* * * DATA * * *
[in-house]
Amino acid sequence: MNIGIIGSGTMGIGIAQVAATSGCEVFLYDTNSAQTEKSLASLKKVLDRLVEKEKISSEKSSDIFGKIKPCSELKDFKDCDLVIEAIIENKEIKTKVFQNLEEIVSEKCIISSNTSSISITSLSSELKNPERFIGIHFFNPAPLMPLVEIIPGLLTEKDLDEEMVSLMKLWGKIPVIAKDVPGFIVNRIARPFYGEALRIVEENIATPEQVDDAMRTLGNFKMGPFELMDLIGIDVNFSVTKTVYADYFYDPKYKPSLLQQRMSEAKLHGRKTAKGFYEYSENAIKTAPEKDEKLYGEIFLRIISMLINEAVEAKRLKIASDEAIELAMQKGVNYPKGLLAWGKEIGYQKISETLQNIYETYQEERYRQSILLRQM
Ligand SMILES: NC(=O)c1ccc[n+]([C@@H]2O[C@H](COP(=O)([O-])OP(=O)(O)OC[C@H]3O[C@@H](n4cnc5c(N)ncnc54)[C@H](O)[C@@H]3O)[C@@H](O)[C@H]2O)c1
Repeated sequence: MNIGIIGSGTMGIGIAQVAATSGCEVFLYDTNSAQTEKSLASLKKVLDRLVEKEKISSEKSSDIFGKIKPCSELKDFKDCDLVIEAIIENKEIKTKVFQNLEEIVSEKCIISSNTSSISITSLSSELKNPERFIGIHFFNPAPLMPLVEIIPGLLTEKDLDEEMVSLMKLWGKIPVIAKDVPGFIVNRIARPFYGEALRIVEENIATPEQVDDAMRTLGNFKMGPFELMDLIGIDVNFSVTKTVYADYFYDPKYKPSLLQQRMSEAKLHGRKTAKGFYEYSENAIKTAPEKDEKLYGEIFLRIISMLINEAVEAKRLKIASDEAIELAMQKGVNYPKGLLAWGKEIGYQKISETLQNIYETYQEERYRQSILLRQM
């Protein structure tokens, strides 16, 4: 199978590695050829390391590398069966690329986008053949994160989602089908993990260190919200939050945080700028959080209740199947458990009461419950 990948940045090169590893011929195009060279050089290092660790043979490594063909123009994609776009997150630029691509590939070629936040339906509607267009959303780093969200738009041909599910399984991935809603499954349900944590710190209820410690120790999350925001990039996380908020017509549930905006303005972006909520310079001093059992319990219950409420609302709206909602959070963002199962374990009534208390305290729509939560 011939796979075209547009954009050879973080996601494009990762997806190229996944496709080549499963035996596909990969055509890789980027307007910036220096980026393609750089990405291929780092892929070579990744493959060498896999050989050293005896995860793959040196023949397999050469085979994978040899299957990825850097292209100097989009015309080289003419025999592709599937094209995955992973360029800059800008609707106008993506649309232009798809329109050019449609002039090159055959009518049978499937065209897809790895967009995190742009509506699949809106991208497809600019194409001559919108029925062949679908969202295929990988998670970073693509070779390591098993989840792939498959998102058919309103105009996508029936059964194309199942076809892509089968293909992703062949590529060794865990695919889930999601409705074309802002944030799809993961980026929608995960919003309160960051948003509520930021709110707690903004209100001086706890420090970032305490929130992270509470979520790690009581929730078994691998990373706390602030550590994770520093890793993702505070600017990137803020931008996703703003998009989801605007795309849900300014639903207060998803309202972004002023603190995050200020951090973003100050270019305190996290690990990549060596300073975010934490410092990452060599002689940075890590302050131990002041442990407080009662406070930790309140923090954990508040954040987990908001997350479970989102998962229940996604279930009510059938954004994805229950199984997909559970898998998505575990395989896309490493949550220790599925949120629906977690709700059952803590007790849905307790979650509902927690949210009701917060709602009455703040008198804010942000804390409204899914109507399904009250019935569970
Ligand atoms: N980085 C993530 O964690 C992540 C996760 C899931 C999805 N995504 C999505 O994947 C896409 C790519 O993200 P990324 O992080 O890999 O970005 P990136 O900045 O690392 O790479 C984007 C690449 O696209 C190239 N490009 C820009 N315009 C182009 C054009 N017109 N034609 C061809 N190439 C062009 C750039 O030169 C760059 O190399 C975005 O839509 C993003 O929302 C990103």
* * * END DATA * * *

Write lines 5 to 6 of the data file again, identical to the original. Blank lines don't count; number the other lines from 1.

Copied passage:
């Protein structure tokens, strides 16, 4: 199978590695050829390391590398069966690329986008053949994160989602089908993990260190919200939050945080700028959080209740199947458990009461419950 990948940045090169590893011929195009060279050089290092660790043979490594063909123009994609776009997150630029691509590939070629936040339906509607267009959303780093969200738009041909599910399984991935809603499954349900944590710190209820410690120790999350925001990039996380908020017509549930905006303005972006909520310079001093059992319990219950409420609302709206909602959070963002199962374990009534208390305290729509939560 011939796979075209547009954009050879973080996601494009990762997806190229996944496709080549499963035996596909990969055509890789980027307007910036220096980026393609750089990405291929780092892929070579990744493959060498896999050989050293005896995860793959040196023949397999050469085979994978040899299957990825850097292209100097989009015309080289003419025999592709599937094209995955992973360029800059800008609707106008993506649309232009798809329109050019449609002039090159055959009518049978499937065209897809790895967009995190742009509506699949809106991208497809600019194409001559919108029925062949679908969202295929990988998670970073693509070779390591098993989840792939498959998102058919309103105009996508029936059964194309199942076809892509089968293909992703062949590529060794865990695919889930999601409705074309802002944030799809993961980026929608995960919003309160960051948003509520930021709110707690903004209100001086706890420090970032305490929130992270509470979520790690009581929730078994691998990373706390602030550590994770520093890793993702505070600017990137803020931008996703703003998009989801605007795309849900300014639903207060998803309202972004002023603190995050200020951090973003100050270019305190996290690990990549060596300073975010934490410092990452060599002689940075890590302050131990002041442990407080009662406070930790309140923090954990508040954040987990908001997350479970989102998962229940996604279930009510059938954004994805229950199984997909559970898998998505575990395989896309490493949550220790599925949120629906977690709700059952803590007790849905307790979650509902927690949210009701917060709602009455703040008198804010942000804390409204899914109507399904009250019935569970
Ligand atoms: N980085 C993530 O964690 C992540 C996760 C899931 C999805 N995504 C999505 O994947 C896409 C790519 O993200 P990324 O992080 O890999 O970005 P990136 O900045 O690392 O790479 C984007 C690449 O696209 C190239 N490009 C820009 N315009 C182009 C054009 N017109 N034609 C061809 N190439 C062009 C750039 O030169 C760059 O190399 C975005 O839509 C993003 O929302 C990103």